I keep a mental list of things I want to see happen here in the Creston Valley, so I was excited to learn that Ralph Casemore and Tanya Wall are going to develop the eyesore that once was the Kootenay Hotel.
When we came to Creston for our first Blossom Festival in 1979, this was a happening place, at least on that weekend. My new employer took me out after work to visit the local watering holes. The Creston (Sheen’s), Kootenay, Kokanee and legion were packed to the rafters but we still managed to knock back a few Kokanees as we made the rounds.
I can hardly picture what the Kootenay Hotel looked like then, other than to recall the restaurant at the front and pub to the rear (or did the pub extend all the way to the front on one side?). I didn’t spend enough time in it over the years, I suppose. And I was one of many who was less than enthused by the installation of a cartoon-like sasquatch in front of what became its namesake pub. Tacky, I thought, and certainly not to my taste.
But when the business folded and the years took their toll on the building the days of the Bigfoot started to look pretty good in comparison.
A couple of months ago, I toured the building with another friend who expressed interest in buying it. It wasn’t difficult to imagine what it could become, with the right vision and injection of sufficient cash. But not being a contractor, the work looked overwhelming. Just clearing it out — and there’s plenty to clear, what with all the water damage the interior has sustained — would be a major undertaking, I thought.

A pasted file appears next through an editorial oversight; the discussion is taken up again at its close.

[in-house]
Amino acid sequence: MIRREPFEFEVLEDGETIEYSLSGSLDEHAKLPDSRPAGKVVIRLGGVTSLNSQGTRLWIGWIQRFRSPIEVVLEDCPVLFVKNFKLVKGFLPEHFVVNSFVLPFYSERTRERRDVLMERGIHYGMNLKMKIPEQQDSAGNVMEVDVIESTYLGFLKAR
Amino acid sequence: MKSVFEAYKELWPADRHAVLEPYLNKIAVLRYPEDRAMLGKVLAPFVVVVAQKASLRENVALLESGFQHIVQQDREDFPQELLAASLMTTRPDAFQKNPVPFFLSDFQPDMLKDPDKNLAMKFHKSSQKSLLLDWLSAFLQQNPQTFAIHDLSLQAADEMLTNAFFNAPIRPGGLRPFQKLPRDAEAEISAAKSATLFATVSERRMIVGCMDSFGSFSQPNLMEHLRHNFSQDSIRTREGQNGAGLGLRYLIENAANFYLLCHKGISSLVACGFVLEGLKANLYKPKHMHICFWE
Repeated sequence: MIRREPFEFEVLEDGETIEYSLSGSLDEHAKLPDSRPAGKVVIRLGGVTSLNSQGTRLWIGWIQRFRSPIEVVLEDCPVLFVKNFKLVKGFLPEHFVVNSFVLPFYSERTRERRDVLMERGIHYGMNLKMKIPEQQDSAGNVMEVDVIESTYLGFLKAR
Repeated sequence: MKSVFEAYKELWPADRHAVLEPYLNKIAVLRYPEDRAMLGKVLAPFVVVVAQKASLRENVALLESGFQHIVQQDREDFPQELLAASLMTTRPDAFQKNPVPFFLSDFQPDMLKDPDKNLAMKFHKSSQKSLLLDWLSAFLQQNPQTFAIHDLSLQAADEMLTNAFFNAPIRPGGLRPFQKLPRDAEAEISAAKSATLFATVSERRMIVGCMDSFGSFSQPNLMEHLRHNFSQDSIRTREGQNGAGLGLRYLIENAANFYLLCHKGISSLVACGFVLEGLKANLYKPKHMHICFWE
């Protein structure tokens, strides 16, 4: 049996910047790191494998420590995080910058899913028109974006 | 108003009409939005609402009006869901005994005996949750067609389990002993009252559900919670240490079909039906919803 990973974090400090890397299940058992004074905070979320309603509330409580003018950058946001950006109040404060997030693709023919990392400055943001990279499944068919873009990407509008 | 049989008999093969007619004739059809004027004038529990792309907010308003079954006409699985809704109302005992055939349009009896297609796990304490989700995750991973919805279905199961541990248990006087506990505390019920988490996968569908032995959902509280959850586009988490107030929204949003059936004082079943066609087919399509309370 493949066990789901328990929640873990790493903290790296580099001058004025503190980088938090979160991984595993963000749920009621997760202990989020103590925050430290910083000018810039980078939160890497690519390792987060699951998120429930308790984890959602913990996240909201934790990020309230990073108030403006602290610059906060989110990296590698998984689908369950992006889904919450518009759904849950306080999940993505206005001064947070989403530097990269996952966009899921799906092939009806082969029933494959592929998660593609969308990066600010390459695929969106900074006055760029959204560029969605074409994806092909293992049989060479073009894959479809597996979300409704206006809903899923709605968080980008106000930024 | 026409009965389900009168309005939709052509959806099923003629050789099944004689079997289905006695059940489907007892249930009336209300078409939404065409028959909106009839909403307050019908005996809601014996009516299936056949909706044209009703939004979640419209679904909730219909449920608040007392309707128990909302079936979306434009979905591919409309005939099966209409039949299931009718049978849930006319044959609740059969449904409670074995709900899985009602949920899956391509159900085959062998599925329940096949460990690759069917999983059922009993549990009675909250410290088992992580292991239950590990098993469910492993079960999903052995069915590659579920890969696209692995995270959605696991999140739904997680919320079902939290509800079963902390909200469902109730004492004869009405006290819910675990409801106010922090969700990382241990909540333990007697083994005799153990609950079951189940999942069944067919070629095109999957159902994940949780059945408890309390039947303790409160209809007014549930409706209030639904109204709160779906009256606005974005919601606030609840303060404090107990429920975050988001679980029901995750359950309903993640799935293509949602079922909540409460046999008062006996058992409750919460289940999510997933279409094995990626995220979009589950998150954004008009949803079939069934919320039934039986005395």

I suppose that friend didn’t pursue the purchase, but I will admit to being thrilled when I confirmed that Ralph had purchased the property. I had heard rumours that he and Tanya were interested. Knowing that someone with their business background, and with Ralph’s decades of building experience, wanted to take on the challenge was heartening, indeed.
I have no doubt that these folks are up to the task. Ralph is a straight-shooting realist, but also a fellow with a huge love of the Creston Valley. When he told me he would face the entire building with red brick with black and white granite highlights I was dumbstruck. I had simply made the assumption that patchwork and a paint job would be just fine, with the interior getting the major attention and investment.
That he is willing to spend as much as three months working on the exterior, with all that added cost of materials, says much about the man. For Ralph and Tanya this is as much a labour of love as it is a business investment. Their enthusiasm — of the down to earth, practical sort — is obvious.
Like many, I am curious to see exactly what unfolds on the main floor. But I look forward to sitting inside, with its south- and east-facing windows enlarged downward to floor level. On the upper level, the primarily south and east views will be quite wonderful, as I recall from my tour a couple of months ago.
In my conversation with Ralph and Tanya they were forthright and enthusiastic, but far from naive. Getting a thorough environmental check gave them the peace of mind to pursue the sale. And let’s face it, Ralph’s sterling reputation as a builder and bricklayer should ease the minds of doubters who think the building should be removed entirely. He’s a practical realist and there isn’t a doubt in my mind that he can pull this off.
Last week I joined the mayor and his team as they visited downtown businesses, and earlier had lunch with the other teams as they debriefed about their morning visits. Invariably they reported being pleasantly surprised at the positive reception they got. There is a sense of optimism in the business community that Creston is well positioned for the future, and the evidence is in the recent opening of new businesses and activity in some of the vacant storefronts. I think we are in for some exciting times.
Lorne Eckersley is the publisher of the Creston Valley Advance.